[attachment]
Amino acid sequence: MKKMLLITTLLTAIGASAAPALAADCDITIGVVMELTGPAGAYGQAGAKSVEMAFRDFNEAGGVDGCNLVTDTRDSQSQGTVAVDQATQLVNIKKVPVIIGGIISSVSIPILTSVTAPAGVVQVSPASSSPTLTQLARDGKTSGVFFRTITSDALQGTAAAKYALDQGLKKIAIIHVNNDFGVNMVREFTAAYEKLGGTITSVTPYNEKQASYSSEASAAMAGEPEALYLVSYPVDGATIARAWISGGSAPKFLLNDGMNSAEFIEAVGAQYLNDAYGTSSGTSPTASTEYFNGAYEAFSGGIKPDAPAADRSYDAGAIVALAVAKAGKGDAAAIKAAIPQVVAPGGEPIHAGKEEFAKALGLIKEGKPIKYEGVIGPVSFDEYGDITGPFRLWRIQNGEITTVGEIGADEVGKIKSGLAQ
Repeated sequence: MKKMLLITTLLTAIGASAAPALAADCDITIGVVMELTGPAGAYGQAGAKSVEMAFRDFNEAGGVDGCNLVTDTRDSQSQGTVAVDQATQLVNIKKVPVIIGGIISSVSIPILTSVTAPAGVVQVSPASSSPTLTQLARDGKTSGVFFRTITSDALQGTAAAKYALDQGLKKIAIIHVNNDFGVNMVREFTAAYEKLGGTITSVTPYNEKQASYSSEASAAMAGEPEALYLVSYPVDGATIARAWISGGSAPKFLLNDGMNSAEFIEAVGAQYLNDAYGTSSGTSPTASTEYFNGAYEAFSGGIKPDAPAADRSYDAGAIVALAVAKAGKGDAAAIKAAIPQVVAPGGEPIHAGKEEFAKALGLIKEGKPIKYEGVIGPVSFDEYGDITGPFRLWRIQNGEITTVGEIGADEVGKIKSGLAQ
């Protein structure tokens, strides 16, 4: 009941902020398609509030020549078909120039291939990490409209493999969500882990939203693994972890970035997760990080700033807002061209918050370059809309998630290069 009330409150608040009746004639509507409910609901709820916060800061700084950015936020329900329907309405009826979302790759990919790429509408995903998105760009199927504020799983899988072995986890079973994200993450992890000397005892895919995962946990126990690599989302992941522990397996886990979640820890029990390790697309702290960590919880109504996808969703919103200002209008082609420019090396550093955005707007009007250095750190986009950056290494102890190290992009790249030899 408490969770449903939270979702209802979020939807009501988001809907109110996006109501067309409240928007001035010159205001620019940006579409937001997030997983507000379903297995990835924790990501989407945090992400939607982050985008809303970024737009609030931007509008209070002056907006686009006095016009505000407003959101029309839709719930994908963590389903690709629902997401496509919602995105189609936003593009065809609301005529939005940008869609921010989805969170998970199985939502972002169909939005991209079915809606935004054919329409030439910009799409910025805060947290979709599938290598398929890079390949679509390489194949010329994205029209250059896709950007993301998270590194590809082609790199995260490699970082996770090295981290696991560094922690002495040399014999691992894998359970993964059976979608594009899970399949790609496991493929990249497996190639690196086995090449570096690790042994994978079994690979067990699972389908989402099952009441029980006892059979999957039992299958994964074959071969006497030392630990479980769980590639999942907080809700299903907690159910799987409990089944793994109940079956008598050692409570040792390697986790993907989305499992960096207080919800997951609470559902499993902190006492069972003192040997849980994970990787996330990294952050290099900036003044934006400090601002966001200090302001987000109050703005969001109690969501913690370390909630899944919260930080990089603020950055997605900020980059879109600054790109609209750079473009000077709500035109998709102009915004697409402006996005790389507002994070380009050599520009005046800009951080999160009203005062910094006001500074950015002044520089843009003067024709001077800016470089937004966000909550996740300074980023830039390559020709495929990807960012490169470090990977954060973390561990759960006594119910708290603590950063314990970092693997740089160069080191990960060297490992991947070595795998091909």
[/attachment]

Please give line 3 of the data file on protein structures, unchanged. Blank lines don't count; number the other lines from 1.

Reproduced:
């Protein structure tokens, strides 16, 4: 009941902020398609509030020549078909120039291939990490409209493999969500882990939203693994972890970035997760990080700033807002061209918050370059809309998630290069 009330409150608040009746004639509507409910609901709820916060800061700084950015936020329900329907309405009826979302790759990919790429509408995903998105760009199927504020799983899988072995986890079973994200993450992890000397005892895919995962946990126990690599989302992941522990397996886990979640820890029990390790697309702290960590919880109504996808969703919103200002209008082609420019090396550093955005707007009007250095750190986009950056290494102890190290992009790249030899 408490969770449903939270979702209802979020939807009501988001809907109110996006109501067309409240928007001035010159205001620019940006579409937001997030997983507000379903297995990835924790990501989407945090992400939607982050985008809303970024737009609030931007509008209070002056907006686009006095016009505000407003959101029309839709719930994908963590389903690709629902997401496509919602995105189609936003593009065809609301005529939005940008869609921010989805969170998970199985939502972002169909939005991209079915809606935004054919329409030439910009799409910025805060947290979709599938290598398929890079390949679509390489194949010329994205029209250059896709950007993301998270590194590809082609790199995260490699970082996770090295981290696991560094922690002495040399014999691992894998359970993964059976979608594009899970399949790609496991493929990249497996190639690196086995090449570096690790042994994978079994690979067990699972389908989402099952009441029980006892059979999957039992299958994964074959071969006497030392630990479980769980590639999942907080809700299903907690159910799987409990089944793994109940079956008598050692409570040792390697986790993907989305499992960096207080919800997951609470559902499993902190006492069972003192040997849980994970990787996330990294952050290099900036003044934006400090601002966001200090302001987000109050703005969001109690969501913690370390909630899944919260930080990089603020950055997605900020980059879109600054790109609209750079473009000077709500035109998709102009915004697409402006996005790389507002994070380009050599520009005046800009951080999160009203005062910094006001500074950015002044520089843009003067024709001077800016470089937004966000909550996740300074980023830039390559020709495929990807960012490169470090990977954060973390561990759960006594119910708290603590950063314990970092693997740089160069080191990960060297490992991947070595795998091909």